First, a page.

Bacteria have been identified in different regions of the placenta. Here, we tested the hypothesis that the maternal basal plate of the placenta harbors microbes that may be associated with adverse pregnancy outcomes.STUDY DESIGN:
We performed a cross-sectional study of pregnancies from a single tertiary care hospital. Maternal medical and obstetric characteristics were obtained and pregnancies followed up prospectively for outcomes and placental collection. After delivery, systematic random sampling of the placental basal plate was performed. Paraffin sections of basal plates were stained with 4 histologic stains and scored for morphological evidence of bacteria.RESULTS:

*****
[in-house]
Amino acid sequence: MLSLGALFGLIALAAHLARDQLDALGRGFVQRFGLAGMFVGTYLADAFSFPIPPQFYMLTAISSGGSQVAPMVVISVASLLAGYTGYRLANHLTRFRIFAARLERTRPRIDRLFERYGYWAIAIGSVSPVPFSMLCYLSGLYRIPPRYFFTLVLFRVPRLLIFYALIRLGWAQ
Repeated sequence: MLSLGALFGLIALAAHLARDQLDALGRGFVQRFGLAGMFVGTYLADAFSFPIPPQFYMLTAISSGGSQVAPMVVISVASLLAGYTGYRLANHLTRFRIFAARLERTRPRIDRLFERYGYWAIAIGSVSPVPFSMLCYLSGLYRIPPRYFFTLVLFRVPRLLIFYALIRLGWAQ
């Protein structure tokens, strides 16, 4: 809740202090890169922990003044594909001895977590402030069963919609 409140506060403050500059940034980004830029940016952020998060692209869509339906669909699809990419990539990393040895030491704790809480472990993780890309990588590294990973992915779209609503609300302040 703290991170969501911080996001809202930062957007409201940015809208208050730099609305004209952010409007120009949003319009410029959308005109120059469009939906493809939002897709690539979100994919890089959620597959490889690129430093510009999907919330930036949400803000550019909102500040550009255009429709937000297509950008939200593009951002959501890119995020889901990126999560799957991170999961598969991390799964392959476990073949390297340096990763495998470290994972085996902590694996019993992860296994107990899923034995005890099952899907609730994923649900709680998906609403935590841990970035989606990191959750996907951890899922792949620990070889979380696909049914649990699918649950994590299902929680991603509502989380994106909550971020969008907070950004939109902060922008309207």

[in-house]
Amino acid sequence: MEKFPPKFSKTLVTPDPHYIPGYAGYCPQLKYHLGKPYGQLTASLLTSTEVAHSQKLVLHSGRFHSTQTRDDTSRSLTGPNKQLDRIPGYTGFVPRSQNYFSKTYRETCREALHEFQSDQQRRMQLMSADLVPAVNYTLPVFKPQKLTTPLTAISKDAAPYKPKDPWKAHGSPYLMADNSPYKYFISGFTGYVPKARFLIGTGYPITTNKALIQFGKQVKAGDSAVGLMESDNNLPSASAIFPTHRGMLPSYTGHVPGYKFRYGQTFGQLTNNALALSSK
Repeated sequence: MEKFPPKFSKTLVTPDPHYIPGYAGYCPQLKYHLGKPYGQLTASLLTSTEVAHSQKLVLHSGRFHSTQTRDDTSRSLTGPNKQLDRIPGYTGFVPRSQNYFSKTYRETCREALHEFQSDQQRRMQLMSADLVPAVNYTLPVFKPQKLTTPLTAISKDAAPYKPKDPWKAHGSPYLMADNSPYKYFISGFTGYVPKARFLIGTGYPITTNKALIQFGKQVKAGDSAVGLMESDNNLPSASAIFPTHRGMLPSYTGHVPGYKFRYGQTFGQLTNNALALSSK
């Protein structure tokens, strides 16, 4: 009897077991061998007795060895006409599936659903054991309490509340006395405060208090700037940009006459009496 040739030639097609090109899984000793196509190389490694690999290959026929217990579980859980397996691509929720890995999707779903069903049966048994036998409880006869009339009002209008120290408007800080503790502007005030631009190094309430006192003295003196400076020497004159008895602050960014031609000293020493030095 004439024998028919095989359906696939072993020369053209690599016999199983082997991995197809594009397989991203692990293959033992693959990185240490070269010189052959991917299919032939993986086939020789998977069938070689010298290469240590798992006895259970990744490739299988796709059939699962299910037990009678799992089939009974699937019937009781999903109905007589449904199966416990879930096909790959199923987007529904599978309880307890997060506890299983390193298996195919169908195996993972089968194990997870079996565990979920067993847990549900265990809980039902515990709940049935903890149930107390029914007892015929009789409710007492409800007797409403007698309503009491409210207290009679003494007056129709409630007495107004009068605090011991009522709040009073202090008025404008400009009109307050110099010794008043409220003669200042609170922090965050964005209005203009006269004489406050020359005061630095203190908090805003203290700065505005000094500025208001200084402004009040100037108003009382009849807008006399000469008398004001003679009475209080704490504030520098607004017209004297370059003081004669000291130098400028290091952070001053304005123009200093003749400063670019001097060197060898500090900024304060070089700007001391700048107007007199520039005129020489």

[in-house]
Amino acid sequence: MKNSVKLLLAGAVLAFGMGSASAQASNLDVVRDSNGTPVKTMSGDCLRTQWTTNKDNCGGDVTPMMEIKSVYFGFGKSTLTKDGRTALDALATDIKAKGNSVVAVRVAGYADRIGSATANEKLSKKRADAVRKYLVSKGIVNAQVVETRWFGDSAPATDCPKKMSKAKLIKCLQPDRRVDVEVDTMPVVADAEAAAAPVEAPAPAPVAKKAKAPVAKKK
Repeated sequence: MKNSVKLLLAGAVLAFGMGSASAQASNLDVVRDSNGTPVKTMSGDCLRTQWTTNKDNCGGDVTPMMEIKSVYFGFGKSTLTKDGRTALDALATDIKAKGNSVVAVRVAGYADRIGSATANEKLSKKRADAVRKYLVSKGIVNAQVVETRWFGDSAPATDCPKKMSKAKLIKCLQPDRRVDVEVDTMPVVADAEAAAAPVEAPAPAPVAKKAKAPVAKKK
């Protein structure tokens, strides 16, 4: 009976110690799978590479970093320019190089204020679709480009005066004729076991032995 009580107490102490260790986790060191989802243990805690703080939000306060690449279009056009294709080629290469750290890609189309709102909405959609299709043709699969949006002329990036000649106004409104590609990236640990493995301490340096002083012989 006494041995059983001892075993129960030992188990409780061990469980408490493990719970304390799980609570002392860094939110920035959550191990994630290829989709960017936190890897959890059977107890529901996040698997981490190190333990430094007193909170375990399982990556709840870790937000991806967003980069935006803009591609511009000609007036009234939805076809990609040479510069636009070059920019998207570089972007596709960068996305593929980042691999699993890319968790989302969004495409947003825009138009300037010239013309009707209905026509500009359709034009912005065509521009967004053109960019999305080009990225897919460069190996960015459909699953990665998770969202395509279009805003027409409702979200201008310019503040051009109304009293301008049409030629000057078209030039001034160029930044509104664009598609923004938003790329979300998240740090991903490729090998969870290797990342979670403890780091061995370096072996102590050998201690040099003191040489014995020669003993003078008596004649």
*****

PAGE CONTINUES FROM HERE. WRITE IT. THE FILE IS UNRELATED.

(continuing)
Of 195 total patients in the study, Gram-positive and -negative intracellular bacteria of diverse morphologies were documented in the basal plates of 27% of all placentas. Of the patients, 35% delivered preterm. No difference was noted between placental basal plates from preterm or term gestations. Intracellular bacteria were found in the placental basal plates of 54% spontaneous preterm deliveries <28 weeks, and in 26% of term spontaneous deliveries (P = .02). Intracellular bacteria were also documented in placentas without clinical or pathologic chorioamnionitis.CONCLUSION:
A total of 27% of placentas demonstrated intracellular bacteria in the placental basal plate using morphological techniques. Thus, the maternal basal plate is a possible source of intrauterine colonization and placental pathological examination could include examination for bacteria in this important maternal–fetal interface.